Communicate Your Benefits

Here's how to figure out what your benefits are and how to best relate them to your prospects.

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By Al Lautenslager

Opinions expressed by Entrepreneur contributors are their own.

I'm afraid I have some bad news for you. Your prospects don't care about you. I know that comes as a shock to many people. Some of you are saying, "Of course they do. We have the largest equipment in the industry," or "We have the smartest people around." But your prospects don't care about that.

What do they care about? They care about themselves. Every time a prospect looks at your marketing, all they are thinking is, "What's in it for me?" This means you need to be communicating benefits not just features. Yes, there is a difference.

I have found these listed in marketing communication material as benefits:

  • One-click buying
  • 200-CD jukebox
  • Self-cleaning oven
  • In business since 1910
  • State-of-the-art technology
  • Live operator on duty 24/7
  • We have the biggest widget maker
  • Award winning

In business since 1910. Who cares? Your prospects don't, yet you see many businesses communicating how long they've been in business. These are not benefits. These are all features. None of them tell a prospect what's in it for them.

Here are some examples of benefits:

  • Time savings
  • Convenience
  • Hassle free
  • Lower cost
  • Feel better
  • No pain
  • Organization
  • Easy access
  • Immediate
  • Less resources required
  • Reliability

Anytime you can help a prospect feel better, be smarter, avoid pain, or save time or money, then you are truly providing a benefit. These all answer, "What's in it for me?"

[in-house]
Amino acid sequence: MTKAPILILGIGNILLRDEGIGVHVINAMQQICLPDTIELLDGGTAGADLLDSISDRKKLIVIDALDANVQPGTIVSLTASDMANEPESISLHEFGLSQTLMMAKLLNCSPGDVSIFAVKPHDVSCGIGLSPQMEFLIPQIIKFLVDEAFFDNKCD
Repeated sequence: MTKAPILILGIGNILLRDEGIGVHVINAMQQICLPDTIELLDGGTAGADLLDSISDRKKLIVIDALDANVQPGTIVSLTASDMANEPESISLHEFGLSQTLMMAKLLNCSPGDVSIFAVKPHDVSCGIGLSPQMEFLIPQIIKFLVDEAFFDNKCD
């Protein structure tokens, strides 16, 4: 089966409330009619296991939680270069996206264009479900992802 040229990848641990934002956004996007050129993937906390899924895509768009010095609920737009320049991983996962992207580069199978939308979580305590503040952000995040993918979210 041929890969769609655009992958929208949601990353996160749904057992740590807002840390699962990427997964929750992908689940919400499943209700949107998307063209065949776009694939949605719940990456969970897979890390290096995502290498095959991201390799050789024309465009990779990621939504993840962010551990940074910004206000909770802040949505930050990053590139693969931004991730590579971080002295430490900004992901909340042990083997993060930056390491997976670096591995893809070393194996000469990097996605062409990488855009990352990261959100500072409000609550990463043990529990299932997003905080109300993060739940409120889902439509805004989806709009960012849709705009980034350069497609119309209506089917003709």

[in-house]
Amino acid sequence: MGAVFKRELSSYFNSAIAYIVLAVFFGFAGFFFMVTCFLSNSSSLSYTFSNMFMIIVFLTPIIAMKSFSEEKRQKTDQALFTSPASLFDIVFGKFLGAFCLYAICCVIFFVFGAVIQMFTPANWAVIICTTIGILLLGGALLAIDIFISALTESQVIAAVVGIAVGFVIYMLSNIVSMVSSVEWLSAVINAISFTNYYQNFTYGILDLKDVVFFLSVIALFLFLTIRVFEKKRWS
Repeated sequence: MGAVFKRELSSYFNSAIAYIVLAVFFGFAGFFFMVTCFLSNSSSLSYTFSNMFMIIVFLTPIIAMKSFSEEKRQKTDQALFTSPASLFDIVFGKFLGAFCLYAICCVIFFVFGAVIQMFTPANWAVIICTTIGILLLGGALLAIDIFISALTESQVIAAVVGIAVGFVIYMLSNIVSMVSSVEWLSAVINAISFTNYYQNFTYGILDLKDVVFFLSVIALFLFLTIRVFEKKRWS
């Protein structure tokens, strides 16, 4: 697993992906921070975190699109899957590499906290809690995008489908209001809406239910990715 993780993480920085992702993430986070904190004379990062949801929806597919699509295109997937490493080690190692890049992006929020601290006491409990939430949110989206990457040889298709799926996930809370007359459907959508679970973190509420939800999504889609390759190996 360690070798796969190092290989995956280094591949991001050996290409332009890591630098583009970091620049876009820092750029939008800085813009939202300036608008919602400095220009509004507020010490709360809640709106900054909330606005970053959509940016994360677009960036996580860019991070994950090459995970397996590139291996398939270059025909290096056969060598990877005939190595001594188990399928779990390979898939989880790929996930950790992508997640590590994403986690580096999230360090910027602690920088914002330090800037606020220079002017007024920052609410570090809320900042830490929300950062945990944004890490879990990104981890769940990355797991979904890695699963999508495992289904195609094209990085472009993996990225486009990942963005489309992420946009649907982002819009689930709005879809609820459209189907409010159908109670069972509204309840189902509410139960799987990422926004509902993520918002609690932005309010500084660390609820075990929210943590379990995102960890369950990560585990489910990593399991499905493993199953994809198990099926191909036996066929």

By the way, the corresponding benefit to being in business since 1910 is reliability. If a prospect knows you've been around that long, there is a good chance you'll be around when they need you.

Another way to think about the benefits you offer your prospects and customers is to think about what you are really selling. Printers don't just sell ink on paper; they sell communication. Eye doctors don't sell frames and glass; they sell vision. Home Depot doesn't sell drill bits; it sells holes.

Make a list of the benefits you offer your customers and prospects. Then list the benefits your competition offers. If the two lists are the same, neither company has a competitive advantage to offer prospects.

A competitive advantage is defined as the benefit you offer that your competition doesn't. If you have just one more benefit to offer than your competition, you have a competitive advantage. Be careful because the opposite is also true. If your competition has one more benefit than you, they have the competitive advantage.

Sometimes you have to dig deep to find the right benefit to offer your prospects. Sometimes they aren't as obvious as those stated above.

My co-author of Guerrilla Marketing in 30 Days, Jay Levinson, used to drive 25 miles to his favorite bookstore. Between his home and the bookstore, there were probably a dozen other bookstores that he could visit. Why did he visit the one far away? Because it had the best carrot cake in its café. When the bookstore put together its list of benefits, I guarantee carrot cake didn't make the initial list. But as more and more people walked in the door and said, "You have the best carrot cake of any bookstore," it became a competitive advantage. No other bookstore had the best carrot cake.

What is the carrot cake in your business?

Al Lautenslager

Author, Speaker, and Consultant

Al Lautenslager is an award-winning marketing expert, bestselling author, highly sought-after speaker, consultant, and entrepreneur. He is the principal of Market For Profits, a Midwestern-based marketing consulting firm; former president and owner of The Ink Well, a direct marketing, printing, and a Certified Guerrilla Marketing Coach.

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